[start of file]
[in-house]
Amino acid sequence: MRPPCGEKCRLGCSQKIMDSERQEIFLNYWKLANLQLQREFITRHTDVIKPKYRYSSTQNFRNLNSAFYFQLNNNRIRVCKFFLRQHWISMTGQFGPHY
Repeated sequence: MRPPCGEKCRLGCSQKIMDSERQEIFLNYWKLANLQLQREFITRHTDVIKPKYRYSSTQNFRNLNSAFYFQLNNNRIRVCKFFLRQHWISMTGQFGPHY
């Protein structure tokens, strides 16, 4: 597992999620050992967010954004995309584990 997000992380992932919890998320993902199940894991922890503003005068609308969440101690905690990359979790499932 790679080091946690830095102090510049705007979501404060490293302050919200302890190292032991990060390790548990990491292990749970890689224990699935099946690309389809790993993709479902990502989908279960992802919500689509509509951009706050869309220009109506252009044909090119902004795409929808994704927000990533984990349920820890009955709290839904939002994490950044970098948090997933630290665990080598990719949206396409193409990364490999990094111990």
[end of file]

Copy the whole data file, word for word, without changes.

[in-house]
Amino acid sequence: MRPPCGEKCRLGCSQKIMDSERQEIFLNYWKLANLQLQREFITRHTDVIKPKYRYSSTQNFRNLNSAFYFQLNNNRIRVCKFFLRQHWISMTGQFGPHY
Repeated sequence: MRPPCGEKCRLGCSQKIMDSERQEIFLNYWKLANLQLQREFITRHTDVIKPKYRYSSTQNFRNLNSAFYFQLNNNRIRVCKFFLRQHWISMTGQFGPHY
């Protein structure tokens, strides 16, 4: 597992999620050992967010954004995309584990 997000992380992932919890998320993902199940894991922890503003005068609308969440101690905690990359979790499932 790679080091946690830095102090510049705007979501404060490293302050919200302890190292032991990060390790548990990491292990749970890689224990699935099946690309389809790993993709479902990502989908279960992802919500689509509509951009706050869309220009109506252009044909090119902004795409929808994704927000990533984990349920820890009955709290839904939002994490950044970098948090997933630290665990080598990719949206396409193409990364490999990094111990």